The genetic contribution to UC has been mainly interrogated through genome-wide association studies (GWAS) of mostly common single nucleotide polymorphisms (SNP) represented on oligo-nucleotide microarrays (SNP-array) in the last decade. Subsequent meta analyses of these SNP-GWAS data have substantially increased the number of UC susceptibility loci (n > 130), nevertheless the identified risk alleles are mostly of low to modest effects (odds ratio <1.5) and explain less than 15 % of the overall variance in UC risk [4, 5]. It has been assumed that genomic structural variations including CNVs are among the factors that potentially account for the bulky missing heritability of complex disease phenotypes . CNVs comprise insertions, duplications and deletions of genomic sequences, ranging in size from less than 100 base pairs (bp) to greater than 1 Mbp and contribute to higher (>100 fold) DNA sequence variation between individual genomes than do SNPs [7, 8]. Common CNVs, with population frequency of > 1 %, often exist in multi-copy number states ranging from 0 to 30 copies per diploid genome . Disease relevance of these common variations has also been explored systematically in some common diseases, but the CNV associations found are far less than that for SNPs [10, 11]. In the case of IBD, copy number differences in a complex region encompassing ß defensin 2 gene cluster  as well as a 20 kb deletion upstream of IRGM  have been reported as associated with Crohn’s disease (CD), another subphenotype of IBD which has many (>110) susceptibility loci shared with UC .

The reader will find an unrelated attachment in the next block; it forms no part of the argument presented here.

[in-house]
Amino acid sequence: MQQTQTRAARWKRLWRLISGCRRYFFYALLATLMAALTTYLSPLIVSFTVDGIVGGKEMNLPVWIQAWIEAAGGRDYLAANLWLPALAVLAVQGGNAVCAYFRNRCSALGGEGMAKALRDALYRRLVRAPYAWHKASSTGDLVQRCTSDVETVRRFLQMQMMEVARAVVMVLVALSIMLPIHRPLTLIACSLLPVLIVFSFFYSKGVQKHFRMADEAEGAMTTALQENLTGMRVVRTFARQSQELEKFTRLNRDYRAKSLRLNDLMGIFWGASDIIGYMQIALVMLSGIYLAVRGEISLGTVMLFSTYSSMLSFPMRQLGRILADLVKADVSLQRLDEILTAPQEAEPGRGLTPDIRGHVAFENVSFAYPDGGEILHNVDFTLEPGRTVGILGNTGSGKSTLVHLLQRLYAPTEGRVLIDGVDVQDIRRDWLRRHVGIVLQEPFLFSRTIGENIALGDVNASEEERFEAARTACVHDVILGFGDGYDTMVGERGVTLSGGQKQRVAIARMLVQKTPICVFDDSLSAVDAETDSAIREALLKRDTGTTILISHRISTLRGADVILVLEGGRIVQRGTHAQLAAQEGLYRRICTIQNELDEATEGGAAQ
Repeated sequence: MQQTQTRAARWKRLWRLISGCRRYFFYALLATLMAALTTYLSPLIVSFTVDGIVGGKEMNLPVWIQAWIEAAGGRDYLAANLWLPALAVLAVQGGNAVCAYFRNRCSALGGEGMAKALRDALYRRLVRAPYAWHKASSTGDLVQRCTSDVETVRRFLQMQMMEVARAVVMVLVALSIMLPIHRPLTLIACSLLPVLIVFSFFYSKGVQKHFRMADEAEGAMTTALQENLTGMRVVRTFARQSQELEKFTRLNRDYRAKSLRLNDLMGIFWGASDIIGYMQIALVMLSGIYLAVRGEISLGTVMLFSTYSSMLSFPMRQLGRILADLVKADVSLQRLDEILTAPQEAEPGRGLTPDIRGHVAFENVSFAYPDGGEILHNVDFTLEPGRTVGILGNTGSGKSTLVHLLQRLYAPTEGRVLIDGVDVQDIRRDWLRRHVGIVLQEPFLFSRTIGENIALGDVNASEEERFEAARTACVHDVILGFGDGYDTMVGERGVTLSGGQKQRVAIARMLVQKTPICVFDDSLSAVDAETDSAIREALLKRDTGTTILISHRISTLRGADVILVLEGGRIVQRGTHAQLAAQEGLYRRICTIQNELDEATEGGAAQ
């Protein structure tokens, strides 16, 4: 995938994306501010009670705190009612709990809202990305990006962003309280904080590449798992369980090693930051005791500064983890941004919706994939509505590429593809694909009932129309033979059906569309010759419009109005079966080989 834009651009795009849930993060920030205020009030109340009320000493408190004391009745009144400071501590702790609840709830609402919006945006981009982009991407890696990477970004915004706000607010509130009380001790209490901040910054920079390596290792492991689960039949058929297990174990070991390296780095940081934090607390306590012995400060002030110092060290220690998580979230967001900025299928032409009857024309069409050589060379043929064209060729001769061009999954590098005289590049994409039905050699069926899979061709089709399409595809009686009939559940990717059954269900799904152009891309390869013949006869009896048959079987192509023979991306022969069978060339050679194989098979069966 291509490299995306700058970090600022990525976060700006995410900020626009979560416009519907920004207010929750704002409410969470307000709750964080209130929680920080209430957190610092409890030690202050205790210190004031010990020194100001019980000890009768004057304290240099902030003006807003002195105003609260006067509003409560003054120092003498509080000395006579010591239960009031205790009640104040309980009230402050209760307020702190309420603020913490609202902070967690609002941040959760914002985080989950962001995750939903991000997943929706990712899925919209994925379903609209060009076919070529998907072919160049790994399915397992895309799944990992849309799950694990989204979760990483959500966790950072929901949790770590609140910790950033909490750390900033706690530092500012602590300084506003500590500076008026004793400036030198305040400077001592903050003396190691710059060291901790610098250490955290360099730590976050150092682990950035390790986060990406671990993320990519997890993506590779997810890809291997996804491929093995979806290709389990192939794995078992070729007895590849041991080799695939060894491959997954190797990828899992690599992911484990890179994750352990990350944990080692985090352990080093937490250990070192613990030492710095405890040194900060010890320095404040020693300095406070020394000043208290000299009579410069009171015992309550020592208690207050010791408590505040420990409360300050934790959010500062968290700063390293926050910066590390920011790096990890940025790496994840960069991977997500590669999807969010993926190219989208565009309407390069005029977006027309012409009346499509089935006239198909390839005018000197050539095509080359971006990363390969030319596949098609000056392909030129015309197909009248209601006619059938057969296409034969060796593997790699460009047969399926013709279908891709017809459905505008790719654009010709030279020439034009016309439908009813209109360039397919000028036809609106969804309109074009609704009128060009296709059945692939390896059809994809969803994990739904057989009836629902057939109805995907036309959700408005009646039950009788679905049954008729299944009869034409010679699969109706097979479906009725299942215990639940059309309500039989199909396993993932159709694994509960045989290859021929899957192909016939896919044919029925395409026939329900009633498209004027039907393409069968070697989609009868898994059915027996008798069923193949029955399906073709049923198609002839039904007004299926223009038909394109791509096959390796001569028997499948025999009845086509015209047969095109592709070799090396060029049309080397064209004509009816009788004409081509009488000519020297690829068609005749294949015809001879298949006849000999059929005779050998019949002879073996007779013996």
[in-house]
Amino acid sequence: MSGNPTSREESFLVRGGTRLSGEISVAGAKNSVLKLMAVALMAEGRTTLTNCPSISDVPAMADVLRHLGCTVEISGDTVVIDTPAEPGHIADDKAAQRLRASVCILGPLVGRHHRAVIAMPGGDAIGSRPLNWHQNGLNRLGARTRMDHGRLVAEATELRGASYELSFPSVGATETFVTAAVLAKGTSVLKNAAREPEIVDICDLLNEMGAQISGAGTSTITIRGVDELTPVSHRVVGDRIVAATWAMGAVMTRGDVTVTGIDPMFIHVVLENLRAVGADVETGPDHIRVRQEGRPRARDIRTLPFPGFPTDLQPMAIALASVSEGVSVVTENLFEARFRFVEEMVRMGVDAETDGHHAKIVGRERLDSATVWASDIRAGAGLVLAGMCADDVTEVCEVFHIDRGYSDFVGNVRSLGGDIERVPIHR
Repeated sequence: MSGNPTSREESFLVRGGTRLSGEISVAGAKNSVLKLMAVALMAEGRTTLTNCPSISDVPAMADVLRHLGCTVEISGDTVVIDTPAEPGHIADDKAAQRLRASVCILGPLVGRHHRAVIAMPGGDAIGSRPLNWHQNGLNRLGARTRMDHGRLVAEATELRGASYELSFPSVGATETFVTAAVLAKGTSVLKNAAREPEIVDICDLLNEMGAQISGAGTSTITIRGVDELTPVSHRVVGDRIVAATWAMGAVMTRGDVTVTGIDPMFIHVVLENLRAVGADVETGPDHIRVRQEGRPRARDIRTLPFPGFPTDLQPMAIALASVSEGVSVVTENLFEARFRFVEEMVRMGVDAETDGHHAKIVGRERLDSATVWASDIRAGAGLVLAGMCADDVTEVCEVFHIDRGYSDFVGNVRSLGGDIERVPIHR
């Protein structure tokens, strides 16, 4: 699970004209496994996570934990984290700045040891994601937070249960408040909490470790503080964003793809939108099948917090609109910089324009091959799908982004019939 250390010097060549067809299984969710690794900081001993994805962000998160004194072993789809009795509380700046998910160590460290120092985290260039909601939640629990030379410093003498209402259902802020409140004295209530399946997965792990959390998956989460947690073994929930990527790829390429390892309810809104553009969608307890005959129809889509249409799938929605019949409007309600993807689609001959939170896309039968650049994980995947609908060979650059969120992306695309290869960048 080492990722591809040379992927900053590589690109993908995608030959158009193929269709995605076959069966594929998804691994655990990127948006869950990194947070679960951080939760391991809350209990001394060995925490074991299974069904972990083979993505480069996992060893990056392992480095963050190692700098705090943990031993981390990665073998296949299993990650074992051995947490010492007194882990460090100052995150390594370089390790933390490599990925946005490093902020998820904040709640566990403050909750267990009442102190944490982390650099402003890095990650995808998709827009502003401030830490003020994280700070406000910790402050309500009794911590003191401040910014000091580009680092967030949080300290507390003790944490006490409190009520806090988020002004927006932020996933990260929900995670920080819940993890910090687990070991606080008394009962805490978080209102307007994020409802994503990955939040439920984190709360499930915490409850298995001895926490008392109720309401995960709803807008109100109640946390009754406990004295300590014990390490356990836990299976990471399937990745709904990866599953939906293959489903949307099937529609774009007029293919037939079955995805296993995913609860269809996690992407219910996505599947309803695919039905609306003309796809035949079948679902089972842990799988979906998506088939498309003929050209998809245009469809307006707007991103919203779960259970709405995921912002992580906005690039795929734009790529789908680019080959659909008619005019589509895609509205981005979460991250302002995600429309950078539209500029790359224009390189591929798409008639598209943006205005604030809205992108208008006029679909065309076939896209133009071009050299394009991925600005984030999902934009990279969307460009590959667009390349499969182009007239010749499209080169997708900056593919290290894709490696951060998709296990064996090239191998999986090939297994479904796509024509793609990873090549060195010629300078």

Rare CNVs (frequency <1 %) that mainly involve larger genomic segments (>100 kb) and occur in fewer copy number states (mostly single copy gain/loss) have been linked extensively to in-born or early-onset neurodevelopmental and intellectual disability disorders with severe and (or) syndromic clinical manifestations . These deleterious CNVs, like other aberrant structural rearrangements - generally known as genomic disorders - mostly arise de-novo, are highly penetrant and although recurrent but individually transmit in the population through only one or few generations due to the strong negative selection against them. On the other hand, evidences exist of pathogenic rare CNVs with more moderate effect sizes, which contribute individually or collectively to the susceptibility of common disease phenotypes with lower morbidity/mortality like in Autism, Schizophrenia and Epilepsy [14–16]. Despite this, the potential contribution of rare CNVs to the risk of other complex common diseases like UC is still understudied. To examine whether rare genetic alterations in the form of CNVs affect susceptibility to UC, we employed an existing UC data set, which was used in our previous SNP-GWAS study . The applied platform, Genome-wide human SNP array 6.0, consists of about two million (SNP and copy-number) probe sets and enabled detection of CNVs larger than 15 kb . We investigated CNVs genome-wide using an approach that detects enrichment of multiple overlapping rare variants. Rare deletions and duplications overrepresented in UC cases were identified in the discovery panel. Subsequent validations through independent platform as well as further targeted and in silico replications were used to verify the CNVs showing the trend of association with UC.